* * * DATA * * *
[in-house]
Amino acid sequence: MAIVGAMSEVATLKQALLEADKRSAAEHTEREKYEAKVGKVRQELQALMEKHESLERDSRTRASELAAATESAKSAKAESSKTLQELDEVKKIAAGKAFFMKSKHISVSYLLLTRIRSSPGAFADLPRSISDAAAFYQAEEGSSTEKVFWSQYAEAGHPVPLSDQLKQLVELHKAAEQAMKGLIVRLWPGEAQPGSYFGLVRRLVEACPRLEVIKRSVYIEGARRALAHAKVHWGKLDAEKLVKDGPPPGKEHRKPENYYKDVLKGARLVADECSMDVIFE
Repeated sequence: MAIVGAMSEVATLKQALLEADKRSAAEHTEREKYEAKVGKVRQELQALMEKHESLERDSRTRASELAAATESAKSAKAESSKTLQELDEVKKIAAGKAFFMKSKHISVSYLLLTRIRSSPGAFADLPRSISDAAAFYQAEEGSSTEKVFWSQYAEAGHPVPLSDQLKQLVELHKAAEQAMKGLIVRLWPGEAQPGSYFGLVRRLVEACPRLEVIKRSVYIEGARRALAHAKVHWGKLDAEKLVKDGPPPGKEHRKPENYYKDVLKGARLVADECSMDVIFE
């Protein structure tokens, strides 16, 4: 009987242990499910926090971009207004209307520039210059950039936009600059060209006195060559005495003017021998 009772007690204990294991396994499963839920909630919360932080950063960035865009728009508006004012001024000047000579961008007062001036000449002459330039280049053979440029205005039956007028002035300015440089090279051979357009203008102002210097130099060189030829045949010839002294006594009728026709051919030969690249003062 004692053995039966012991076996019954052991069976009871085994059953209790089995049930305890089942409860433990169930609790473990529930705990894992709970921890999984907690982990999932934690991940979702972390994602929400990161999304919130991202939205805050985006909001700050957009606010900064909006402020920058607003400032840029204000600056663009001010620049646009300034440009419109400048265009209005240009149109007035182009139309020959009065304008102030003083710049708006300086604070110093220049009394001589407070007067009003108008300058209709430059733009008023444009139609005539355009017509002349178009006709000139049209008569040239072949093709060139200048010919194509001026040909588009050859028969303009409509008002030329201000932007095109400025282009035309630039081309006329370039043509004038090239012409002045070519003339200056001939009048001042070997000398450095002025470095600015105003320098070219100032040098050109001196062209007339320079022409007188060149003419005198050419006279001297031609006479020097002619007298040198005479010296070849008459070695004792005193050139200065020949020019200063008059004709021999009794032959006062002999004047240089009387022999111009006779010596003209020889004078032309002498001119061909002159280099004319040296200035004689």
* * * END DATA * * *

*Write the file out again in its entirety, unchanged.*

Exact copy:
[in-house]
Amino acid sequence: MAIVGAMSEVATLKQALLEADKRSAAEHTEREKYEAKVGKVRQELQALMEKHESLERDSRTRASELAAATESAKSAKAESSKTLQELDEVKKIAAGKAFFMKSKHISVSYLLLTRIRSSPGAFADLPRSISDAAAFYQAEEGSSTEKVFWSQYAEAGHPVPLSDQLKQLVELHKAAEQAMKGLIVRLWPGEAQPGSYFGLVRRLVEACPRLEVIKRSVYIEGARRALAHAKVHWGKLDAEKLVKDGPPPGKEHRKPENYYKDVLKGARLVADECSMDVIFE
Repeated sequence: MAIVGAMSEVATLKQALLEADKRSAAEHTEREKYEAKVGKVRQELQALMEKHESLERDSRTRASELAAATESAKSAKAESSKTLQELDEVKKIAAGKAFFMKSKHISVSYLLLTRIRSSPGAFADLPRSISDAAAFYQAEEGSSTEKVFWSQYAEAGHPVPLSDQLKQLVELHKAAEQAMKGLIVRLWPGEAQPGSYFGLVRRLVEACPRLEVIKRSVYIEGARRALAHAKVHWGKLDAEKLVKDGPPPGKEHRKPENYYKDVLKGARLVADECSMDVIFE
């Protein structure tokens, strides 16, 4: 009987242990499910926090971009207004209307520039210059950039936009600059060209006195060559005495003017021998 009772007690204990294991396994499963839920909630919360932080950063960035865009728009508006004012001024000047000579961008007062001036000449002459330039280049053979440029205005039956007028002035300015440089090279051979357009203008102002210097130099060189030829045949010839002294006594009728026709051919030969690249003062 004692053995039966012991076996019954052991069976009871085994059953209790089995049930305890089942409860433990169930609790473990529930705990894992709970921890999984907690982990999932934690991940979702972390994602929400990161999304919130991202939205805050985006909001700050957009606010900064909006402020920058607003400032840029204000600056663009001010620049646009300034440009419109400048265009209005240009149109007035182009139309020959009065304008102030003083710049708006300086604070110093220049009394001589407070007067009003108008300058209709430059733009008023444009139609005539355009017509002349178009006709000139049209008569040239072949093709060139200048010919194509001026040909588009050859028969303009409509008002030329201000932007095109400025282009035309630039081309006329370039043509004038090239012409002045070519003339200056001939009048001042070997000398450095002025470095600015105003320098070219100032040098050109001196062209007339320079022409007188060149003419005198050419006279001297031609006479020097002619007298040198005479010296070849008459070695004792005193050139200065020949020019200063008059004709021999009794032959006062002999004047240089009387022999111009006779010596003209020889004078032309002498001119061909002159280099004319040296200035004689």